The driving ban for women in Saudi Arabia might lifted, but activists have now set their sights on a new target – the end of male guardianship.
Women in Saudi Arabia will be allowed to drive for the first time in the country’s history, thanks to a decree issued by King Salman.
Although women were not technically banned from driving under Saudi law, local authorities consistently refused to issue women with a driving licence, resulting in a de facto ban.
Although women’s rights have been incrementally extended in recent years – for instance, they were allowed to vote and stand as candidates in municipal elections for the first time in 2015 – their public behaviour is still severely restricted. Here are six things women in Saudi Arabia are unable to do:
Make major decisions without male permission
With the driving ban victory still fresh, Saudi women’s rights activists are eyeing up the next hurdle – dismantling the kingdom’s guardianship system, which Human Rights Watch has called “the most significant impediment to realising women’s rights in the country“. All women in the kingdom are considered to have a male “wali” – an official guardian, typically a father, brother, uncle or husband.
Although guardianship is not enshrined in written law, government officials, courts, businesses and individual Saudis generally act in accordance with it, meaning that, in practice, women need their guardian’s consent for any major activity, including travelling, obtaining a passport, getting married or divorced and signing contracts.
Wear clothes or make-up that ”show off their beauty“
The dress code for women is governed by a strict interpretation of Islamic law and is enforced to varying degrees across the country. The majority of women wear an abaya – a long cloak – and a head scarf. The face does not necessarily need to be covered, ”much to the chagrin of some hardliners“, says The Economist. But this does not stop the religious police from harassing women for exposing what they consider to be too much flesh or wearing too much make-up.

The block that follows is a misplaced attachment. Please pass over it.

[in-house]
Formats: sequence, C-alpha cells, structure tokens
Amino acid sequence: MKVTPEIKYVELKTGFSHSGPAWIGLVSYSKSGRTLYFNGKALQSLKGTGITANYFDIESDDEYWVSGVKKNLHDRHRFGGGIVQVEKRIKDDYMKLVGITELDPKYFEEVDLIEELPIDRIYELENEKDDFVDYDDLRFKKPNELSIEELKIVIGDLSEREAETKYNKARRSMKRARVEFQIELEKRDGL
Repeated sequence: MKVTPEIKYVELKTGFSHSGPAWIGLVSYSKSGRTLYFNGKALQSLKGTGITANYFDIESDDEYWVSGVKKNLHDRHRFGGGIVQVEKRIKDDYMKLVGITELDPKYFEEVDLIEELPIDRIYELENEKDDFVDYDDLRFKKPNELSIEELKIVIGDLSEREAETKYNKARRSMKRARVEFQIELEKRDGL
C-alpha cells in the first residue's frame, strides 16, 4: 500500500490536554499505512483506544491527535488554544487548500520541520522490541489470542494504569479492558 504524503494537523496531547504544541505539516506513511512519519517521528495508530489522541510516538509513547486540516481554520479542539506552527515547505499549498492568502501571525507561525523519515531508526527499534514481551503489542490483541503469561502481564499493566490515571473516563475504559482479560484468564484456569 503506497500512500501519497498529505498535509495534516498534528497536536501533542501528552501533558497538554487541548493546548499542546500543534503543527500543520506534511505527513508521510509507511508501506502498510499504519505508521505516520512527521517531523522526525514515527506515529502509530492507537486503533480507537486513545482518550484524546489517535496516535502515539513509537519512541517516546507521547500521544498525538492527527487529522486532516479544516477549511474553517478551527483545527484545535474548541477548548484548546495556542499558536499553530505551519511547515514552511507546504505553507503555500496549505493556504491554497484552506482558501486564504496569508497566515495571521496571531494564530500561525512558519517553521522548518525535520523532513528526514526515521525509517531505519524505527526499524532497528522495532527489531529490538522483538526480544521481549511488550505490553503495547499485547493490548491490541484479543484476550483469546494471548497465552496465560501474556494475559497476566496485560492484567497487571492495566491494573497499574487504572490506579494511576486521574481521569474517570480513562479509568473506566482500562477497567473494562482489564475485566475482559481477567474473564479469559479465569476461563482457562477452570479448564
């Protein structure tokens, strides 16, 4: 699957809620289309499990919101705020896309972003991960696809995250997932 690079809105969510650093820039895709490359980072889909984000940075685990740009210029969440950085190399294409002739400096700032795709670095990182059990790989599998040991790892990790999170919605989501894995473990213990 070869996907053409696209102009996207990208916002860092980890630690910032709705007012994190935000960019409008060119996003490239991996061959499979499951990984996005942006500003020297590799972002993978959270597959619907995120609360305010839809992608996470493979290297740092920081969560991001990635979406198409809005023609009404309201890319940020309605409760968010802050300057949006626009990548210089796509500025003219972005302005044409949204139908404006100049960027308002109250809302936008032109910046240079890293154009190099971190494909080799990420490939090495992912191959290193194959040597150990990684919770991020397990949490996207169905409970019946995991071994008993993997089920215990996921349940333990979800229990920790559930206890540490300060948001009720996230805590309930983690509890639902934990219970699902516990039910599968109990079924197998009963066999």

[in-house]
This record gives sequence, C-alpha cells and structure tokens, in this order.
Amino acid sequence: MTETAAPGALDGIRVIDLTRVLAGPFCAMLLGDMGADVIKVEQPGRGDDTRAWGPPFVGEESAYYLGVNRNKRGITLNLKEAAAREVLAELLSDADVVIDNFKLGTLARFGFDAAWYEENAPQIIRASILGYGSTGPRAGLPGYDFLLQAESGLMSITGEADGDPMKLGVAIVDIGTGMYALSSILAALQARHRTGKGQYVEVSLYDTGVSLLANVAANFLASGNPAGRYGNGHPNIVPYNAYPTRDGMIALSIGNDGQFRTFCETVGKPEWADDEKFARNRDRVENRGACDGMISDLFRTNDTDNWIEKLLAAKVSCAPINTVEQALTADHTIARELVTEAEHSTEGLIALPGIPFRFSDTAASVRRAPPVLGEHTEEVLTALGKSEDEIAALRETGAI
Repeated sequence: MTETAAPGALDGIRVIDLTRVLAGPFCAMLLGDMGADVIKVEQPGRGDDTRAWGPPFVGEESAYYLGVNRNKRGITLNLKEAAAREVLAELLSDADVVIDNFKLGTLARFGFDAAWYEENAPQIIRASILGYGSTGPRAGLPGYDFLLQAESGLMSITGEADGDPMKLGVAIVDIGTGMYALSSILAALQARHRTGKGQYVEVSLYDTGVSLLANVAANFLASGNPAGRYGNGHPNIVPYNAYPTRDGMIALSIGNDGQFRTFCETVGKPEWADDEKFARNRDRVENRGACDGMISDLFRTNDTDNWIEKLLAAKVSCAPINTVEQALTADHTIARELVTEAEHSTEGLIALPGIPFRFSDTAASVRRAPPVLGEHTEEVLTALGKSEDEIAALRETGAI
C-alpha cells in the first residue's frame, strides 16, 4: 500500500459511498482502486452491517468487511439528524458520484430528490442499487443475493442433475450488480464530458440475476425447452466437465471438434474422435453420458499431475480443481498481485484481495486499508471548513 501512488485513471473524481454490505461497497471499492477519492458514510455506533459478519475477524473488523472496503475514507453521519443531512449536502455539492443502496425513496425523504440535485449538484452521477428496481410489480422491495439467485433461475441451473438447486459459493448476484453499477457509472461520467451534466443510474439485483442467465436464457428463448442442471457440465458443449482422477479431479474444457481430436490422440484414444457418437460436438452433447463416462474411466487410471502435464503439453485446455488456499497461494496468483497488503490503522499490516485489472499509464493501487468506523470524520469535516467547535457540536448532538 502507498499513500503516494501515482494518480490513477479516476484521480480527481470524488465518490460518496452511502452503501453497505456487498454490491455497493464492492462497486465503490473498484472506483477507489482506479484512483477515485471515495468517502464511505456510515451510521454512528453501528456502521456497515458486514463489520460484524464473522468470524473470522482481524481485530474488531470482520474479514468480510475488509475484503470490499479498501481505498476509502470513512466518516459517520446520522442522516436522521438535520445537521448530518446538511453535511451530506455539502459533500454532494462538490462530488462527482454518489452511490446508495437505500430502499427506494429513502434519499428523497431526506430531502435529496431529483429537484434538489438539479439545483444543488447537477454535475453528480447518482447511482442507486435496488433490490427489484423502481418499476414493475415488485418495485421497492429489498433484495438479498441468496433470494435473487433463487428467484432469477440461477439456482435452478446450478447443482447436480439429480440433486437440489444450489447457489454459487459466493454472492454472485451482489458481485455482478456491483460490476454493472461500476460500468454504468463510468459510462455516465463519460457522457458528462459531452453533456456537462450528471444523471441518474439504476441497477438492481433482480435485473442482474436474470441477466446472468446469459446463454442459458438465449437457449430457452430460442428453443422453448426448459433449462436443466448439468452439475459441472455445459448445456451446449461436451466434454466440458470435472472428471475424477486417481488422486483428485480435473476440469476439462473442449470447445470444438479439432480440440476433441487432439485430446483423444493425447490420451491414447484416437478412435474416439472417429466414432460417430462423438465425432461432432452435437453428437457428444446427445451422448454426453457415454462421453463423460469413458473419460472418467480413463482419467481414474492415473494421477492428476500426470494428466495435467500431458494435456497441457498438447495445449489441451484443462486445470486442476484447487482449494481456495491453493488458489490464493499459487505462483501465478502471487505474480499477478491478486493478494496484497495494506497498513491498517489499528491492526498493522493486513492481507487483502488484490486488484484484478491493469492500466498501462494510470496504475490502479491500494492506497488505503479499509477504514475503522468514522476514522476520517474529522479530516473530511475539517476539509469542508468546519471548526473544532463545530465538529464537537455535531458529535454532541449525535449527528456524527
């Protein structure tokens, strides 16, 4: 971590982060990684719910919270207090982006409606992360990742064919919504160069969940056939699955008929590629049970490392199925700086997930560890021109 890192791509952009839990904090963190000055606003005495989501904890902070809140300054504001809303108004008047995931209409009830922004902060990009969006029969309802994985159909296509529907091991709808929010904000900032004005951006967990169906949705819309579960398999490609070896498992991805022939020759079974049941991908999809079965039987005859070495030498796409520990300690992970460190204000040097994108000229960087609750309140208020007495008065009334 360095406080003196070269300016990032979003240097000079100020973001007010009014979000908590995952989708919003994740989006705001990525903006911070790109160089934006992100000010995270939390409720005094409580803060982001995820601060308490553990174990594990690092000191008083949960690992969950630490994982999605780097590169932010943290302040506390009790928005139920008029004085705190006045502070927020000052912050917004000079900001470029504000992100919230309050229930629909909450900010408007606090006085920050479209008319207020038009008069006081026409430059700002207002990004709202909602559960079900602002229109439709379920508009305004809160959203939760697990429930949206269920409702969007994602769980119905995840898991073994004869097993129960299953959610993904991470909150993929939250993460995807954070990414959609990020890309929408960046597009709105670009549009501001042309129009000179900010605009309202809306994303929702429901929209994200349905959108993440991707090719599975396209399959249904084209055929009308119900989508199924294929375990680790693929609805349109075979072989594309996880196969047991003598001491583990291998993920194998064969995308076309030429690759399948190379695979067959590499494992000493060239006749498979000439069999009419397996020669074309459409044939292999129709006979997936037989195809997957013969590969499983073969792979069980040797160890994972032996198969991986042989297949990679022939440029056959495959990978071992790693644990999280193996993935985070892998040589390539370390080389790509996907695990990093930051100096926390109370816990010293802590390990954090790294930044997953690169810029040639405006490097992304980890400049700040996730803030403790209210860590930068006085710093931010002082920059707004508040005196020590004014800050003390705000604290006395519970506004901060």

Interact with men
Women are required to limit the amount of time spent with men to whom they are not related. The majority of public buildings, including offices, banks and universities, have separate entrances for the different sexes, the Daily Telegraph reports. Public transportation, parks, beaches and amusement parks are also segregated in most parts of the country. Unlawful mixing will lead to criminal charges being brought against both parties, but women typically face harsher punishment
Go for a swim
Women are not allowed to use public swimming pools available to men and can swim only in private ones or female-only gyms and spas. Reuters editor Arlene Getz describes her experience of trying to use the gym and pool at an upmarket Riyadh hotel: ”As a woman, I wasn’t even allowed to look at them (‘there are men in swimsuits there,’ a hotel staffer told me with horror) – let alone use them.“
Compete freely in sports
Last year, Saudi Arabia proposed hosting an Olympic Games without women. ”Our society can be very conservative,“ said Prince Fahad bin Jalawi al-Saud, a consultant to the Saudi Olympic Committee. ”It has a hard time accepting that women can compete in sports.“
When Saudi Arabia sent female athletes to the Olympics for the first time, at London 2012, hardline clerics denounced the two competitors as ”prostitutes“. The women also had to be accompanied by a male guardian and cover their hair.
However, in September 2017, Saudi Arabia’s national stadium welcomed its first ever female spectators. Women were assigned their own section in the normally male-only venue to watch celebrations marking the anniversary of the founding of Saudi Arabia.
Try on clothes when shopping
”The mere thought of a disrobed woman behind a dressing-room door is apparently too much for men to handle,“ says Vanity Fairwriter Maureen Dowd in A Girl’s Guide to Saudi Arabia.
Other more unusual restrictions on women’s lives include entering a cemetery and reading an uncensored fashion magazine.
However, adds Dowd, everything in Saudi Arabia ”operates on a sliding scale, depending on who you are, whom you know, whom you ask, whom you’re with, and where you are“.